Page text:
For months we have taken our health care reform message to our nation’s leaders, hospital associations and government health agencies: National health reform should include the public reporting of all hospital infection rates.
Our message caught on! A coalition of House Democrats have included public reporting of hospital-acquired infections in their reform bill (HR 3200), and reducing payment to hospitals that aren’t doing enough to prevent infections. Some key details:
- All hospitals and ambulatory surgical centers are required to report infections to the Centers for Disease Control and Prevention. Infection rates will be made public on the Health and Human Services website.
- Extension of Medicare no pay for hospital-acquired infections to Medicaid.
- New best practices created for hospital-acquired infections under the new Center for Quality Improvement.
- Ambulatory surgical centers are required to report quality data, including hospital-acquired infections.
The inclusion of safety provisions in the House bill is truly encouraging. When health care facilities are required to collect and report infection rates, patients will be better equipped to make decisions about where they must receive treatment. In turn, hospitals will be motivated to reduce infection rates when their treatment outcomes are open to public examination. Government plans already put on the table–such as the Health and Human Services “action plan” for preventing healthcare-associated infections–did not go far enough in setting national targets. It would require more meetings, more research and too much time for patients to remain at risk.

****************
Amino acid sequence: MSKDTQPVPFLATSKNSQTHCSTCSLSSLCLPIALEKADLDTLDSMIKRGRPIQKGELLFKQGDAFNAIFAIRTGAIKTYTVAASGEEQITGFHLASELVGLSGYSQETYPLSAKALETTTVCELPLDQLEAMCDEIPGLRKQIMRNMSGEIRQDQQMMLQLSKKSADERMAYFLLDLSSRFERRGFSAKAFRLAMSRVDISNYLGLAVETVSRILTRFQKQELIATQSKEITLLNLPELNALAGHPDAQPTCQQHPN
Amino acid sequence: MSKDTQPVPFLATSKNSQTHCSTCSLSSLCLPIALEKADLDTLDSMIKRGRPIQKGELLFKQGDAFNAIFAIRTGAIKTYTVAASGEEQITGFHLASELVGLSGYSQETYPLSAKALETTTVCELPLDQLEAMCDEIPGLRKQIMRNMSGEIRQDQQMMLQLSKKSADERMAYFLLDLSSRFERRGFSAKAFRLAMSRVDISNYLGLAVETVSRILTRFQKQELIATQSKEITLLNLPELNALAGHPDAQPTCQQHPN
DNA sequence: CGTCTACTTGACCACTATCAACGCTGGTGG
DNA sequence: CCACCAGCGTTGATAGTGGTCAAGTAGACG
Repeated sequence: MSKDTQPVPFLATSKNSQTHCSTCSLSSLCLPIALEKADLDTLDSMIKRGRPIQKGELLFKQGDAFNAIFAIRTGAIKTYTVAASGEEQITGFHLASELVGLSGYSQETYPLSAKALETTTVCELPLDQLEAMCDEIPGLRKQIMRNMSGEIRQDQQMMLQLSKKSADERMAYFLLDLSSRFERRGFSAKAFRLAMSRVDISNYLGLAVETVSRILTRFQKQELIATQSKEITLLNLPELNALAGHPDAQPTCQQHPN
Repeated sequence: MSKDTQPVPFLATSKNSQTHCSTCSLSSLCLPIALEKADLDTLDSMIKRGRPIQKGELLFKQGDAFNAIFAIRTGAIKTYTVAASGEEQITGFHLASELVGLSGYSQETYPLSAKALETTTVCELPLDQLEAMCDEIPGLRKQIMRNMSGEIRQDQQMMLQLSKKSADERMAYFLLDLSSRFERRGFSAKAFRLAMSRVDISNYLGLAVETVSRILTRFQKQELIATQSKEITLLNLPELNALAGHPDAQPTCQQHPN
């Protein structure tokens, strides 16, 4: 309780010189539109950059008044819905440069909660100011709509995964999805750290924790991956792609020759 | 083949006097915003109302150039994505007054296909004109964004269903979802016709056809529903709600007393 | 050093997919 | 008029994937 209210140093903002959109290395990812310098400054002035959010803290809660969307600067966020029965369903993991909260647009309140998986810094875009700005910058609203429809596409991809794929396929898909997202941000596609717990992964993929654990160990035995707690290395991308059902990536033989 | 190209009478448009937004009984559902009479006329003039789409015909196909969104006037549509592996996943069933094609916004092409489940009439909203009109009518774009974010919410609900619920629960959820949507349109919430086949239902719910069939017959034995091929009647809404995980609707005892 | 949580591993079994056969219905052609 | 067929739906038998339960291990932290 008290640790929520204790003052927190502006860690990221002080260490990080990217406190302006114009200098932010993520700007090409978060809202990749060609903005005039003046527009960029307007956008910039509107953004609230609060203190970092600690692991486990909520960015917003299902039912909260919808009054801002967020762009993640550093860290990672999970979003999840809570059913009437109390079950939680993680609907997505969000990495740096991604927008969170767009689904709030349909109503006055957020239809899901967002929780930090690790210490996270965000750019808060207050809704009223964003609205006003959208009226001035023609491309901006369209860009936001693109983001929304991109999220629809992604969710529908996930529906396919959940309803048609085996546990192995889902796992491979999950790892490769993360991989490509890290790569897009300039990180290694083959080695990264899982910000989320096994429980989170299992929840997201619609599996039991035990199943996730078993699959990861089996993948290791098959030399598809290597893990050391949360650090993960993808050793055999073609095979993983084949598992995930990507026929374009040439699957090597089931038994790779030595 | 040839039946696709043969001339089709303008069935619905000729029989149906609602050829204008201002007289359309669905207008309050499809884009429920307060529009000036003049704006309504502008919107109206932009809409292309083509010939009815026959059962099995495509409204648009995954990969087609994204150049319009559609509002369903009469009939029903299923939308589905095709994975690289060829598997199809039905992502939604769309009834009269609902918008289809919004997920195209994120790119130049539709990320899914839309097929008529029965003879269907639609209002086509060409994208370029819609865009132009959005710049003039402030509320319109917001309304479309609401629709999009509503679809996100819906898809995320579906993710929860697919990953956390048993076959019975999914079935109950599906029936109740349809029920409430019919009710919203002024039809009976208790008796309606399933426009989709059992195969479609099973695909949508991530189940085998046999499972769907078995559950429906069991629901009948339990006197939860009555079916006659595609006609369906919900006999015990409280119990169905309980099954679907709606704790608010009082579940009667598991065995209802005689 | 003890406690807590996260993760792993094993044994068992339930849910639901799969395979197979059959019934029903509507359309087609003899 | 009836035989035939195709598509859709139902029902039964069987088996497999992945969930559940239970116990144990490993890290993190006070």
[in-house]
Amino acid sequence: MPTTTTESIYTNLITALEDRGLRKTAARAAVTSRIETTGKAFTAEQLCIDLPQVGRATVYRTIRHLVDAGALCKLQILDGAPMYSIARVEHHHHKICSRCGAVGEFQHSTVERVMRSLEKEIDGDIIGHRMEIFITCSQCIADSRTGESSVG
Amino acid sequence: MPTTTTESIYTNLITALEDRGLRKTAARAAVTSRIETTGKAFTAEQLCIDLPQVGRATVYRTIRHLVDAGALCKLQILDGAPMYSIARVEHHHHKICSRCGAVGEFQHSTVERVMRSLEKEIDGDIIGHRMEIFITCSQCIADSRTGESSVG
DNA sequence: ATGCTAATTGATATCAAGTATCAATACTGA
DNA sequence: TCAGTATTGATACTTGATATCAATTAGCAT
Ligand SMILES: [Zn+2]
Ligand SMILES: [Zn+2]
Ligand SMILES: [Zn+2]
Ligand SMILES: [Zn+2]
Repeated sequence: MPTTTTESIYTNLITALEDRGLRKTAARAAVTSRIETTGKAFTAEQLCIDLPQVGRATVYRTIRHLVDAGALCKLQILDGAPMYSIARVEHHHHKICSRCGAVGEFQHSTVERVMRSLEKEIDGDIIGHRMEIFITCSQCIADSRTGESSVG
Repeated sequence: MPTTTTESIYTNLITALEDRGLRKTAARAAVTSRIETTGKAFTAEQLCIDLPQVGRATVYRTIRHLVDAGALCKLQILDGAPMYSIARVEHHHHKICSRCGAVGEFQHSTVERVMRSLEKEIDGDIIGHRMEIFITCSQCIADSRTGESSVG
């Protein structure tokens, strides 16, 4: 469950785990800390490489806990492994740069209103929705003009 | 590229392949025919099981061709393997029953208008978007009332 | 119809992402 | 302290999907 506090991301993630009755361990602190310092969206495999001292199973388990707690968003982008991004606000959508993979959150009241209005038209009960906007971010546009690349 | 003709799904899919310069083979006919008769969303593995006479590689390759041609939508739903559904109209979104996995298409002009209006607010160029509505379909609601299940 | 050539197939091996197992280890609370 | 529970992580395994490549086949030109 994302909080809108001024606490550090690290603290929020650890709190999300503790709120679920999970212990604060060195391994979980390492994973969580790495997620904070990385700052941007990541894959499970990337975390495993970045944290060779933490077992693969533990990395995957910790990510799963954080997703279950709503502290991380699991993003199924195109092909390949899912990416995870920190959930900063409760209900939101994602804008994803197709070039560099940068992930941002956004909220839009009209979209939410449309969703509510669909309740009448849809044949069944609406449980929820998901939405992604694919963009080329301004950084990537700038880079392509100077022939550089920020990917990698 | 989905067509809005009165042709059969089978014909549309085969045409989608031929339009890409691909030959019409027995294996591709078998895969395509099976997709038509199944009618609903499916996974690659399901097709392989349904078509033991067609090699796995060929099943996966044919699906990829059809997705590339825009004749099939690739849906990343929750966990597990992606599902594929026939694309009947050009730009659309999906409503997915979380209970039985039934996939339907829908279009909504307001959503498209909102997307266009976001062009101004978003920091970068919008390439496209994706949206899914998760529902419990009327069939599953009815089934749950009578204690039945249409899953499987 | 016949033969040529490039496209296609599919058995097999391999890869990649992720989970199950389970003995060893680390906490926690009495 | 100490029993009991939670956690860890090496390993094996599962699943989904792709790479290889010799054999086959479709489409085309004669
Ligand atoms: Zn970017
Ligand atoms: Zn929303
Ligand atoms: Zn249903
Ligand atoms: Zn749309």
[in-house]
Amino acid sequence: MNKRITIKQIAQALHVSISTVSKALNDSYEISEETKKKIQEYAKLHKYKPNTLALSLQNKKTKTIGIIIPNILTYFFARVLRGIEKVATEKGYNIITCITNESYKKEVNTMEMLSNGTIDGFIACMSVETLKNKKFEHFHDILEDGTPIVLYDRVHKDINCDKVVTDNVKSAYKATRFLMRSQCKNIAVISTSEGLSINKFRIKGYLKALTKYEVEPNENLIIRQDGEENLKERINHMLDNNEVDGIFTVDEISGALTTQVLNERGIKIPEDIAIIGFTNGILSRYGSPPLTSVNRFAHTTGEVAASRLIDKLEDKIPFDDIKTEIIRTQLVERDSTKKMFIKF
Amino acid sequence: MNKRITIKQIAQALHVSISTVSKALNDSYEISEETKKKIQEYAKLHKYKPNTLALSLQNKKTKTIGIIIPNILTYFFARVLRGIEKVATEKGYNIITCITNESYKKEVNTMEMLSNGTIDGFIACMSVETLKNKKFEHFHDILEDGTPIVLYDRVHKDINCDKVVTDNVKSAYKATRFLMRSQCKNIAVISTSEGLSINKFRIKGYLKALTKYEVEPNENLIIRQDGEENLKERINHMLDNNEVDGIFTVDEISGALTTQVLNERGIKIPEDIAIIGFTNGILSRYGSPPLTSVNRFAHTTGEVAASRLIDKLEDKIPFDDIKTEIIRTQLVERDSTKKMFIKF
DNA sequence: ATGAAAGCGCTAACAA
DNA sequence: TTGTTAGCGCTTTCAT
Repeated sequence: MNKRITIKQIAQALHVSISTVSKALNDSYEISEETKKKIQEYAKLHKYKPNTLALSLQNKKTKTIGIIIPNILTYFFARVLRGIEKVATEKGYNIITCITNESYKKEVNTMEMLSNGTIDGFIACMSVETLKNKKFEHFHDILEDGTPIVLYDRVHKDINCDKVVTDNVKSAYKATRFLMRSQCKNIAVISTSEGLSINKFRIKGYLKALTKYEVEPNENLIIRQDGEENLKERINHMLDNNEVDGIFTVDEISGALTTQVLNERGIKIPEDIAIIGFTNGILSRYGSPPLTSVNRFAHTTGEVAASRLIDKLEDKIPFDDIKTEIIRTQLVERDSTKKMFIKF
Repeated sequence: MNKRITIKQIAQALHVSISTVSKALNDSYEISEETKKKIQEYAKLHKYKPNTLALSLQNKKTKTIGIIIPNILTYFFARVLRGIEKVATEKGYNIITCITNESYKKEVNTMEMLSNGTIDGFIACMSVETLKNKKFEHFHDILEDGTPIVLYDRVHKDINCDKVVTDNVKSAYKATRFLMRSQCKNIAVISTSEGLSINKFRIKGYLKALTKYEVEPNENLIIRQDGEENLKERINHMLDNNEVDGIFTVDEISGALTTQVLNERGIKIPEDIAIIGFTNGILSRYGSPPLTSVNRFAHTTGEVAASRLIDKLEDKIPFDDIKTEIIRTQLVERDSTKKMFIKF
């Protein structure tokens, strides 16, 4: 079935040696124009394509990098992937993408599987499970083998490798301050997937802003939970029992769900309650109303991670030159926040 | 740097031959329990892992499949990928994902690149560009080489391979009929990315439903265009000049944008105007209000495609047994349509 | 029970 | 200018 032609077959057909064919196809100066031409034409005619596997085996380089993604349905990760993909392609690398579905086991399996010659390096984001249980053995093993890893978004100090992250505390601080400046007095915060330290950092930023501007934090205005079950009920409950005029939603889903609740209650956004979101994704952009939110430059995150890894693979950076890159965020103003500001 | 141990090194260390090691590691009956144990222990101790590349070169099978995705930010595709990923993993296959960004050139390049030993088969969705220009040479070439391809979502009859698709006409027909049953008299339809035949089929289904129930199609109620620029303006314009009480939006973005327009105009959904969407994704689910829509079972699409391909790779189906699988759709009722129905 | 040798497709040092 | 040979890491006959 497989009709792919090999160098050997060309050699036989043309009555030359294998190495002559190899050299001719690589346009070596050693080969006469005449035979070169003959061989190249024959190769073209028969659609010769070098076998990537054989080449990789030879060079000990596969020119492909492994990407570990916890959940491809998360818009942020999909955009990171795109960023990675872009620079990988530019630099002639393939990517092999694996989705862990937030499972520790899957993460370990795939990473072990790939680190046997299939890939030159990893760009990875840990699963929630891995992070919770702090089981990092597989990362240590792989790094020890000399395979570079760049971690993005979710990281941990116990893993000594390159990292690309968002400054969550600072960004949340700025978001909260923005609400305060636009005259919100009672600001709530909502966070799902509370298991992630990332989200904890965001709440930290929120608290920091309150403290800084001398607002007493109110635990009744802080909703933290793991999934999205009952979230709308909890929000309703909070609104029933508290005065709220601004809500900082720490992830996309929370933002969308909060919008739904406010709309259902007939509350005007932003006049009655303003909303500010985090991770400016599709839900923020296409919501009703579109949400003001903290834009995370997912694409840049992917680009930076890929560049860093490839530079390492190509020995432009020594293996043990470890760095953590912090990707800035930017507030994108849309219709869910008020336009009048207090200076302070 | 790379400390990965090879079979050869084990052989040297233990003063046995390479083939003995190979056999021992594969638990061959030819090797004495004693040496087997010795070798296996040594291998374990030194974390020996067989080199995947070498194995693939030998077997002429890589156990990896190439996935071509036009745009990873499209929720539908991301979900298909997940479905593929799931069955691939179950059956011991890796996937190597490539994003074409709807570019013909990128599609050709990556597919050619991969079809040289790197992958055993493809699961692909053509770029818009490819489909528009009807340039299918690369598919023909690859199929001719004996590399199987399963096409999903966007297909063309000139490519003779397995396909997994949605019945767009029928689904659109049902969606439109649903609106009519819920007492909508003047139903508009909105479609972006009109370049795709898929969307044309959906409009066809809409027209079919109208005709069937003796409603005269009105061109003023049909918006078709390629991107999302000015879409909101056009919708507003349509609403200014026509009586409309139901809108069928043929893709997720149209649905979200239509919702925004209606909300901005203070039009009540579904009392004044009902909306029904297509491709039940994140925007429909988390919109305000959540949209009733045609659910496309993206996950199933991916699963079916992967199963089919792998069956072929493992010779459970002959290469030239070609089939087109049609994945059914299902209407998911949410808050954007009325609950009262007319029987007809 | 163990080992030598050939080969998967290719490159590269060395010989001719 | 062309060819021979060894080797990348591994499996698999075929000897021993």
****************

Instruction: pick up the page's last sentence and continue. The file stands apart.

Two House lawmakers helped set the stage for including infection-prevention in the health reform bill by introducing legislation that would require hospitals to take stronger action to reduce infections.
Last month, Representative Jackie Speier (D-CA) introduced a bill (HR 2937) to screen certain patients for MRSA and to make hospital-specific infection rates public. Representative Tim Murphy (R-PA) re-introduced his bill (HR 3104) to require public reporting of hospital-acquired infections without pre-empting related state laws. (Pennsylvania has set a good example for how hospital infection public reporting works at the state level, producing several hospital-specific reports since 2005). Key elements of the Speier and Murphy bills are included in the House health care reform bill.
House Democrats are expected to pass their committee-approved version of the bill soon. As the fight continues on the Senate side, public reporting of hospital infections is one element of health care reform that should not be compromised by politics. CU’s Healthcare Reform Director, DeAnn Friedholm, told Inside Health Policy:
At long last, this bill offers a national response to this deadly problem, by providing public information on what each local hospital is doing to stop these unnecessary deaths. The light of publicity will enable consumers—and dedicated medical staffs—to insist on major quality reforms.